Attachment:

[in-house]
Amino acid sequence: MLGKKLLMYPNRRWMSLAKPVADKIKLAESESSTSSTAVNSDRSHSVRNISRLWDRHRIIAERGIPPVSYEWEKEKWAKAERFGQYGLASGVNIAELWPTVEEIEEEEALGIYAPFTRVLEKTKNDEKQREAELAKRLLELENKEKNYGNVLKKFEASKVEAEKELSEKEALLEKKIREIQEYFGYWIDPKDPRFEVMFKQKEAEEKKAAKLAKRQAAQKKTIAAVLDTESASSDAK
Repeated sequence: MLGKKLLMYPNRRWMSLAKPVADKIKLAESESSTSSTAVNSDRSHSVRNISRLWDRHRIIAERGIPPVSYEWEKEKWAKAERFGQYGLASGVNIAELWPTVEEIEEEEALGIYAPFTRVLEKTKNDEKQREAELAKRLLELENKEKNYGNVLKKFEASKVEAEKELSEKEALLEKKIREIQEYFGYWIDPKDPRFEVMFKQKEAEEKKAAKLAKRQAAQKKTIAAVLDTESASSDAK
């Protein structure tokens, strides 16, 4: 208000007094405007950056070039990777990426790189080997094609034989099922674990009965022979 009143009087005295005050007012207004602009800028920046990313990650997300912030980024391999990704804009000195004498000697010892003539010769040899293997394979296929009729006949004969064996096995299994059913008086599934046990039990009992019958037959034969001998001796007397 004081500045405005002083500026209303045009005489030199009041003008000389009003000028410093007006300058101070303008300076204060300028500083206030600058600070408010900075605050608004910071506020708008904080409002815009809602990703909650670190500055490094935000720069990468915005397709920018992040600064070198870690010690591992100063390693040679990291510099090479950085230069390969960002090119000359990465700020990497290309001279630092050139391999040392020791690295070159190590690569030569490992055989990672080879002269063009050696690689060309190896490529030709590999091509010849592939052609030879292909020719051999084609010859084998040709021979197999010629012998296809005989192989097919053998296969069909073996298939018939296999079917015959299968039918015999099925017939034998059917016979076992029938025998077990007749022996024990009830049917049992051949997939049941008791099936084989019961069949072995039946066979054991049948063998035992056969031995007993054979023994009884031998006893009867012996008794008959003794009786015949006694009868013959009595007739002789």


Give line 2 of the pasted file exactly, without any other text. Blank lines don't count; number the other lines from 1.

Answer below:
Amino acid sequence: MLGKKLLMYPNRRWMSLAKPVADKIKLAESESSTSSTAVNSDRSHSVRNISRLWDRHRIIAERGIPPVSYEWEKEKWAKAERFGQYGLASGVNIAELWPTVEEIEEEEALGIYAPFTRVLEKTKNDEKQREAELAKRLLELENKEKNYGNVLKKFEASKVEAEKELSEKEALLEKKIREIQEYFGYWIDPKDPRFEVMFKQKEAEEKKAAKLAKRQAAQKKTIAAVLDTESASSDAK